Dr. Gills also began injecting Kenalog into the sub- Tenon space. Following blood-free cataract surgery by making a cut into the sub-Tenon space and performing a blind injection, however, are a bit extreme for some surgeons. A breakthrough in injectable drugs for cataract surgery arose from the collaboration of an inventor surgeon, Jeffrey Liegner, MD, and a state-of-the art compounding pharmacy. In 2013, Imprimis Pharmaceuticals acquired the intellectual property related to these ophthalmic formulations. The proprietary, patent-pending technologies allow drugs such as triamcinolone and moxifloxacin (with or without vancomycin), which do not typically distribute evenly in a suspension, to be combined in a single medication. The formulations, TriMoxi and TriMoxiVanc, can be injected intothe vitreous at the time of cataract surgery (Figure).

Dr. Tyson states, “When I found out there was a compounded formula of antibiotics and steroid provided by a [Pharmacy Compounding Accreditation Board ]-accredited pharmacy, that could be injected transzonularly into the vitreous, that brought the concept from idea to reality for me. Since November 2013, I have performed more than 1,000 dropless surgeries. Now, all of my cataract surgeries, except in glaucoma patients, are dropless., and the results have been excellent. When analyzing all patients that have undergone the injection, including the initial patients with whom I was still figuring out the nuances of the injection, only 10% end up needing a rescue medication, because the compounded formula wasn’t as efficacious for them. There were no cases of steroid-responsive IOP spikes.”

With more surgeries under his belt, Dr. Scripture reports his rescue rate to be about 5%.


Just as glaucoma management is being revolutionized by microinvasive surgeries that can eliminate or reduce the burden of pharmacologic therapy, dropless cataract surgery is the next frontier. “I believe that using intraocular medications in lieu of postoperative drops is a big advantage to patients and doctors,” says Dr. Scripture. “When other physicians discover this is a legitimate alternative to drops, everyone involved will benefit.”

Kevin T. Scripture, MD, is a cataract and refractive surgeon at Whitewater Eye Centers, Connorsville, Indiana. He acknowledged no financial interest in the products or companies mentioned herein. Dr. Scripture may be reached at kscripture@wweyecenters.com.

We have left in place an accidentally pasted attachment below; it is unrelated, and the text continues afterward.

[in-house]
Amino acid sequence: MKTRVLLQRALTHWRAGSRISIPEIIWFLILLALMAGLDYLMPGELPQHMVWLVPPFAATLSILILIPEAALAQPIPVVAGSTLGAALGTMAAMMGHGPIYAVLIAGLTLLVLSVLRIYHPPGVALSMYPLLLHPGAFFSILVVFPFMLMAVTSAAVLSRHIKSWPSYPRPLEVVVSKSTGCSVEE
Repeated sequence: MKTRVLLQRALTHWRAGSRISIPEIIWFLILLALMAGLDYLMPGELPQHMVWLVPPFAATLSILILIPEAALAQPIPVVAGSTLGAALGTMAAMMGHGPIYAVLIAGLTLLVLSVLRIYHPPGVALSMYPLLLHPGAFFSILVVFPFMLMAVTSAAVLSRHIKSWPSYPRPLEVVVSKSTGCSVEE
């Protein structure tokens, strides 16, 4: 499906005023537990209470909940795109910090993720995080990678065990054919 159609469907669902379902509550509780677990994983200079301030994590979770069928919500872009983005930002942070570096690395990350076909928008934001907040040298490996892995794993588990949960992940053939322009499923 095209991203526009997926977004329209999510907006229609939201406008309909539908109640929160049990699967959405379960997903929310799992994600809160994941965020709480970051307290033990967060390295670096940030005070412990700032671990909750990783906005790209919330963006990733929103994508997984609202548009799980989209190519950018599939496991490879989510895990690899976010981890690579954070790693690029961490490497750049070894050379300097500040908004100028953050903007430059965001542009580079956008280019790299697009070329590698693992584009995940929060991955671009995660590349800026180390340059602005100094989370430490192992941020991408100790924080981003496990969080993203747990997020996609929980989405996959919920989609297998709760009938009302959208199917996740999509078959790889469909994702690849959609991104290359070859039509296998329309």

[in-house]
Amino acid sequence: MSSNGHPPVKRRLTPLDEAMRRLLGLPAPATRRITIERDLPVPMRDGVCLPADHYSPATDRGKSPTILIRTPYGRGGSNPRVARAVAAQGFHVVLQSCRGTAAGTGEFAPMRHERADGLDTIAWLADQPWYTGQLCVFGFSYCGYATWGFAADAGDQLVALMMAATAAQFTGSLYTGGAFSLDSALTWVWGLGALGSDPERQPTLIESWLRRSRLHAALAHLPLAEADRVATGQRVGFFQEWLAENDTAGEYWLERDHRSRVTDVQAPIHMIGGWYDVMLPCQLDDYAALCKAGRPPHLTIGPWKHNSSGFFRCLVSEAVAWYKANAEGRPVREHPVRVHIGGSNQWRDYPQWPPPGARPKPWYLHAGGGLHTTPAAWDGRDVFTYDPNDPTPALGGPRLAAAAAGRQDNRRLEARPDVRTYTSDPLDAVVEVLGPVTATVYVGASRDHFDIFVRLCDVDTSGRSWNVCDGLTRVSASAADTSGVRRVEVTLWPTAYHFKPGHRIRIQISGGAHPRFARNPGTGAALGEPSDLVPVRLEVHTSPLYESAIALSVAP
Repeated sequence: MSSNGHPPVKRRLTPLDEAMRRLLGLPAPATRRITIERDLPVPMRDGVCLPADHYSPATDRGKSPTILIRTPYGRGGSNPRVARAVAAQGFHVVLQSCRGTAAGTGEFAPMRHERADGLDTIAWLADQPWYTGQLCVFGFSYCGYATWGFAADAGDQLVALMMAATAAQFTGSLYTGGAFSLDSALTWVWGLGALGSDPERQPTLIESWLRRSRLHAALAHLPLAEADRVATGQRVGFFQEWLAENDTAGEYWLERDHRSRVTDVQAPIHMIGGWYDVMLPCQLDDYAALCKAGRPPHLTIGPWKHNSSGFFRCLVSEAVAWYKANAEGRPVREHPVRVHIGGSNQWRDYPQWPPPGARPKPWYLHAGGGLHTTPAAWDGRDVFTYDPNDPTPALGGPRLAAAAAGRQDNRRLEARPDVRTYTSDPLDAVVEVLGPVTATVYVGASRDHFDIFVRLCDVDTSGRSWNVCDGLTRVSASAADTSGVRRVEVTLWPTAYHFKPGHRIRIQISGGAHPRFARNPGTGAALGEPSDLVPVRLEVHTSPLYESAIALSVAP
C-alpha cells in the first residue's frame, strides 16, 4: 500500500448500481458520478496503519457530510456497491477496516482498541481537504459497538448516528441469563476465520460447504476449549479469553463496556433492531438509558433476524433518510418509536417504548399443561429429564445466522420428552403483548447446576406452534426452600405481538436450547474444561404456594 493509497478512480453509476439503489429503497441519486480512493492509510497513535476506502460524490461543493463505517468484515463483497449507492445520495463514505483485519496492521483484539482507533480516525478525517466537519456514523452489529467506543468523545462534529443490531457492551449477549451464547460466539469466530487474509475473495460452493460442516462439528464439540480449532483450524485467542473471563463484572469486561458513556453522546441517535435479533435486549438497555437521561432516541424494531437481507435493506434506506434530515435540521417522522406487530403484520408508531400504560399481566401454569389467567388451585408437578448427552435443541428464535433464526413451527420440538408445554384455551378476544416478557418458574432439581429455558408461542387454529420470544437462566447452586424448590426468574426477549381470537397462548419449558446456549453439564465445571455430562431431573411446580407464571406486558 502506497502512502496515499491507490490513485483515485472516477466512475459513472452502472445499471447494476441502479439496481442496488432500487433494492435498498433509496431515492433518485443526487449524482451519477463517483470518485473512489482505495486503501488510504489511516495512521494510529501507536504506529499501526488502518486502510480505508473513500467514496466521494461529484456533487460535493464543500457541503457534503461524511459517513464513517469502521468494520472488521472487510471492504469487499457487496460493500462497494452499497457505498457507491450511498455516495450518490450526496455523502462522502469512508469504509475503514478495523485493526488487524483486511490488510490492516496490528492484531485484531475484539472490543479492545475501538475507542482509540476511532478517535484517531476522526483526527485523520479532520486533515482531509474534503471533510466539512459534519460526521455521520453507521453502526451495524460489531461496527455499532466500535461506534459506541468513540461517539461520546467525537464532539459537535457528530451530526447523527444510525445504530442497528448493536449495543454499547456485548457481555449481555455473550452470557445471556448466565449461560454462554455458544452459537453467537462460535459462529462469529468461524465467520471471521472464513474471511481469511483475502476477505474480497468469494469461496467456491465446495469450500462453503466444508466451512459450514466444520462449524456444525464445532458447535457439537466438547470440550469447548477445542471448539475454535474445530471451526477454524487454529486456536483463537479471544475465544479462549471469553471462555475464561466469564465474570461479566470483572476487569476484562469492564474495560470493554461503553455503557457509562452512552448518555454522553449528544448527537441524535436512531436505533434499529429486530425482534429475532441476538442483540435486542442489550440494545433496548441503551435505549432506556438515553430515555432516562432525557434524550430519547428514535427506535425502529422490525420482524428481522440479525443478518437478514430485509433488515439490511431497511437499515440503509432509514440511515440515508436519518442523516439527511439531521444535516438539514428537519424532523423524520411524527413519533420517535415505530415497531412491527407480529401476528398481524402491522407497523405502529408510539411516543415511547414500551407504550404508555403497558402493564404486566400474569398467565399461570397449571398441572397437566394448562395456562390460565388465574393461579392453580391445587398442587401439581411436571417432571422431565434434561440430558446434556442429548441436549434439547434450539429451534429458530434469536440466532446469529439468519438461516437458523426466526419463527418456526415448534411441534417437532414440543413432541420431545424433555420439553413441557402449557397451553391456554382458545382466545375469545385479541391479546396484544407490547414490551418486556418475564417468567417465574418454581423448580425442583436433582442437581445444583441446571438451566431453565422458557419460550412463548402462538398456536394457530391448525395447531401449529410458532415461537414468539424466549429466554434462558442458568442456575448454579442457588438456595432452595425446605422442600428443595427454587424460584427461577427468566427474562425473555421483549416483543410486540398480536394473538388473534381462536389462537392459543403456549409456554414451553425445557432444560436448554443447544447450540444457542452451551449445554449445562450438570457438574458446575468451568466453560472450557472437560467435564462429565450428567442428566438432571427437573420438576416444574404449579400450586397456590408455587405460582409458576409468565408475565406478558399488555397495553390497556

Sydney L. Tyson, MD, MPH, is an attending surgeon at Wills Eye Hospital, Philadelphia, and the cofounder of Eye Associates as well as the founder and president of SurgiCenter of Vineland, New Jersey. He acknowledged no financial interest in the products or companies mentioned herein. Dr. Tyson may be reached at sydtyson@comcast.net.

  1. Asano S, Miyake K, Ota I, et al. Reducing angiographic cystoid macular edema and blood-aqueous barrier disruption after small-incision phacoemulsification and foldable intraocular lens implantation: Multicenter prospective randomized comparison of topical diclofenac 0.1% and betamethasone 0.1%. J Cataract Refract Surg. 2008;34(1):57-63.
  2. Hermann MM, Ustundag C, Diestelhorst M. Compliance with topical therapy after cataract surgery using a new microprocessor-controlled eye drop monitor. Invest Ophthalmol Vis Sci. 2005;46. E-abstract 3832.
  3. Arshinoff SA, Bastianelli PA. Incidence of postoperative endophthalmitis after immediate sequential bilateral cataract surgery. J Cataract Refract Surg. 2011;37(12):2105-2114.
  4. Barreau G, Mounier M, Marin B, Adenis JP, Robert P. Intracameral cefuroxime injection at the end of cataract surgery to reduce the incidence of endophthalmitis: French study. J Cataract Refract Surg. 2012; 38:1370-1375.
  5. Yu-Wai-Man P, Morgan SJ, Hildreth AJ, Steel DH, Allen D. Efficacy of intracameral and subconjunctival cefuroxime in preventing endophthalmitis after cataract surgery. J Cataract Refract Surg. 2008; 34:447-451.
  6. García-Sáenz MC, Arias-Puente A, Rodriguez-Caravaca G, Banuelos JB. Effectiveness of intracameral cefuroxime in preventing endophthalmitis after cataract surgery: ten-year comparative study. J Cataract Refract Surg. 2010; 36:203-207.